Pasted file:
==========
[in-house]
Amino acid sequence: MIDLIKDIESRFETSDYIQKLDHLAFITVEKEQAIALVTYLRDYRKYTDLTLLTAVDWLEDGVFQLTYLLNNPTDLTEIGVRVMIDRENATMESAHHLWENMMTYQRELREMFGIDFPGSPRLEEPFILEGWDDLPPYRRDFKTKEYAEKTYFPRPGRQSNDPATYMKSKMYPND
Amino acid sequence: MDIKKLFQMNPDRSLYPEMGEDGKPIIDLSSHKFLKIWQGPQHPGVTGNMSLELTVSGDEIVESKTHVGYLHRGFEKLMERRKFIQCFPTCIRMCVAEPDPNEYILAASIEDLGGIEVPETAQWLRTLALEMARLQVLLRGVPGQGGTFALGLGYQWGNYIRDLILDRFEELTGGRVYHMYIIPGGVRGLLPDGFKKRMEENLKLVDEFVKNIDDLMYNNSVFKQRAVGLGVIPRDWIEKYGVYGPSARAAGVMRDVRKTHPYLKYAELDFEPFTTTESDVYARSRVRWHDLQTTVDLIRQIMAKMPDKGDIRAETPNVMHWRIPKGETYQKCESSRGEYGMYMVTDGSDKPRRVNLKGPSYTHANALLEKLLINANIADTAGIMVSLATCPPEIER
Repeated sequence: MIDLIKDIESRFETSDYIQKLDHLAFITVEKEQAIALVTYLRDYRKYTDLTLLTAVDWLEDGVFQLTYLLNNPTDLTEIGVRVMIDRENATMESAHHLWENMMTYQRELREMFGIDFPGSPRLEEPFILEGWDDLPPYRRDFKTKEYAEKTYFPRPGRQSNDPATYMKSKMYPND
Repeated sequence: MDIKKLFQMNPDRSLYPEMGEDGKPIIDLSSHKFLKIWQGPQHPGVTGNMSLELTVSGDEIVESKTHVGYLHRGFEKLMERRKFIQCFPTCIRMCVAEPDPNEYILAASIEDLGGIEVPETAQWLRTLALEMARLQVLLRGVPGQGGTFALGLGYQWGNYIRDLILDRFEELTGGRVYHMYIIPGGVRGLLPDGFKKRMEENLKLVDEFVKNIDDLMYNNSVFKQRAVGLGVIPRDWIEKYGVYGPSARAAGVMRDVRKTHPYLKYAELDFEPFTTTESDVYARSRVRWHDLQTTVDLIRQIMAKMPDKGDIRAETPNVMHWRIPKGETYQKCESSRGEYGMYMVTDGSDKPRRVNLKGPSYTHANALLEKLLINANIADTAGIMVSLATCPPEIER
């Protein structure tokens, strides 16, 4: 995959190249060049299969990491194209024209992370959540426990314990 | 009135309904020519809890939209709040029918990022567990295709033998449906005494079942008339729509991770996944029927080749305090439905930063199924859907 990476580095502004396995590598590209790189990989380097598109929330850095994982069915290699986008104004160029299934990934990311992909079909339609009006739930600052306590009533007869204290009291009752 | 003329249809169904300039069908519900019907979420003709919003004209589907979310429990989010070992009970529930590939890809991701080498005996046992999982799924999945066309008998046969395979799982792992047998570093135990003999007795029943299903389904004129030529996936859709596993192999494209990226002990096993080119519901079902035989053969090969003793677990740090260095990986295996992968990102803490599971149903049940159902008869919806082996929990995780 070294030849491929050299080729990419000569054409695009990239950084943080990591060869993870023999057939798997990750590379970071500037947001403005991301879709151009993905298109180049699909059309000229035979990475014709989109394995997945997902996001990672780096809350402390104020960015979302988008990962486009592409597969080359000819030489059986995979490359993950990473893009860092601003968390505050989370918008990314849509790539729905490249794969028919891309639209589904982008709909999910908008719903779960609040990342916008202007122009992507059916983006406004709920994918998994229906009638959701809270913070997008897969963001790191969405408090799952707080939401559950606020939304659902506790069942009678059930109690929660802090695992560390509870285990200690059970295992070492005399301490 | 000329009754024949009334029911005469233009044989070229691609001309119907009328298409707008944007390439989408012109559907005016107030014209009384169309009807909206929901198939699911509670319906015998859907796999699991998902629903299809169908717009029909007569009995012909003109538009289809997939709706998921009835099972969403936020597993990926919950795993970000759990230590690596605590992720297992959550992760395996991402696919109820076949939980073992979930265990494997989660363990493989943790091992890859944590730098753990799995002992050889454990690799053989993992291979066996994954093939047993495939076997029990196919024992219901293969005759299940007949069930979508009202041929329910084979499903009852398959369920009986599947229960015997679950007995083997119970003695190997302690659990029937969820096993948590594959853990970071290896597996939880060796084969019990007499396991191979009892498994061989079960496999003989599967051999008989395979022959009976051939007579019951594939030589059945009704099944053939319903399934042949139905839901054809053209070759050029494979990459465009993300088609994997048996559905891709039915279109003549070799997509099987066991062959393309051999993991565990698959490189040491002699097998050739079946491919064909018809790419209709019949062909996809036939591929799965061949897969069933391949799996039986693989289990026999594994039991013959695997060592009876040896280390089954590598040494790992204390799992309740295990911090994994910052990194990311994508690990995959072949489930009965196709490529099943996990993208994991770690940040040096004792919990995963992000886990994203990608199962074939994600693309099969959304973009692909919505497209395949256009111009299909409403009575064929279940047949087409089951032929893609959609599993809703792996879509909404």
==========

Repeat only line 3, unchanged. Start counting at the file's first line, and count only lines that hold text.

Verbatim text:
Amino acid sequence: MDIKKLFQMNPDRSLYPEMGEDGKPIIDLSSHKFLKIWQGPQHPGVTGNMSLELTVSGDEIVESKTHVGYLHRGFEKLMERRKFIQCFPTCIRMCVAEPDPNEYILAASIEDLGGIEVPETAQWLRTLALEMARLQVLLRGVPGQGGTFALGLGYQWGNYIRDLILDRFEELTGGRVYHMYIIPGGVRGLLPDGFKKRMEENLKLVDEFVKNIDDLMYNNSVFKQRAVGLGVIPRDWIEKYGVYGPSARAAGVMRDVRKTHPYLKYAELDFEPFTTTESDVYARSRVRWHDLQTTVDLIRQIMAKMPDKGDIRAETPNVMHWRIPKGETYQKCESSRGEYGMYMVTDGSDKPRRVNLKGPSYTHANALLEKLLINANIADTAGIMVSLATCPPEIER